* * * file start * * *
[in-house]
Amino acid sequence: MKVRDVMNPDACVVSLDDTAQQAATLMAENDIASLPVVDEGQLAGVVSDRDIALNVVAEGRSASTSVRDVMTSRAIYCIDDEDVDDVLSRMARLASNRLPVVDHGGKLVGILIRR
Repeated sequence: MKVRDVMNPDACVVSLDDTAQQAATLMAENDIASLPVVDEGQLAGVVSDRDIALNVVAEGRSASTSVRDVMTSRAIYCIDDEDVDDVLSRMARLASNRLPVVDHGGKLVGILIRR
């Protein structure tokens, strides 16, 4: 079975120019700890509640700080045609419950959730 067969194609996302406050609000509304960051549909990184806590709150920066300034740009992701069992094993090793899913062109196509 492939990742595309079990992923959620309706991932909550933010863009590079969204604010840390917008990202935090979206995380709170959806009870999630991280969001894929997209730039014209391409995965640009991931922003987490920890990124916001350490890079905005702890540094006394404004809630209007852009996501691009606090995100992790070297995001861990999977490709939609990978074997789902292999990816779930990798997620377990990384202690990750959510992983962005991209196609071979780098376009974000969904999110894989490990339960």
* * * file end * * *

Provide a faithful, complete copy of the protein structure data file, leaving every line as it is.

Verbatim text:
[in-house]
Amino acid sequence: MKVRDVMNPDACVVSLDDTAQQAATLMAENDIASLPVVDEGQLAGVVSDRDIALNVVAEGRSASTSVRDVMTSRAIYCIDDEDVDDVLSRMARLASNRLPVVDHGGKLVGILIRR
Repeated sequence: MKVRDVMNPDACVVSLDDTAQQAATLMAENDIASLPVVDEGQLAGVVSDRDIALNVVAEGRSASTSVRDVMTSRAIYCIDDEDVDDVLSRMARLASNRLPVVDHGGKLVGILIRR
């Protein structure tokens, strides 16, 4: 079975120019700890509640700080045609419950959730 067969194609996302406050609000509304960051549909990184806590709150920066300034740009992701069992094993090793899913062109196509 492939990742595309079990992923959620309706991932909550933010863009590079969204604010840390917008990202935090979206995380709170959806009870999630991280969001894929997209730039014209391409995965640009991931922003987490920890990124916001350490890079905005702890540094006394404004809630209007852009996501691009606090995100992790070297995001861990999977490709939609990978074997789902292999990816779930990798997620377990990384202690990750959510992983962005991209196609071979780098376009974000969904999110894989490990339960």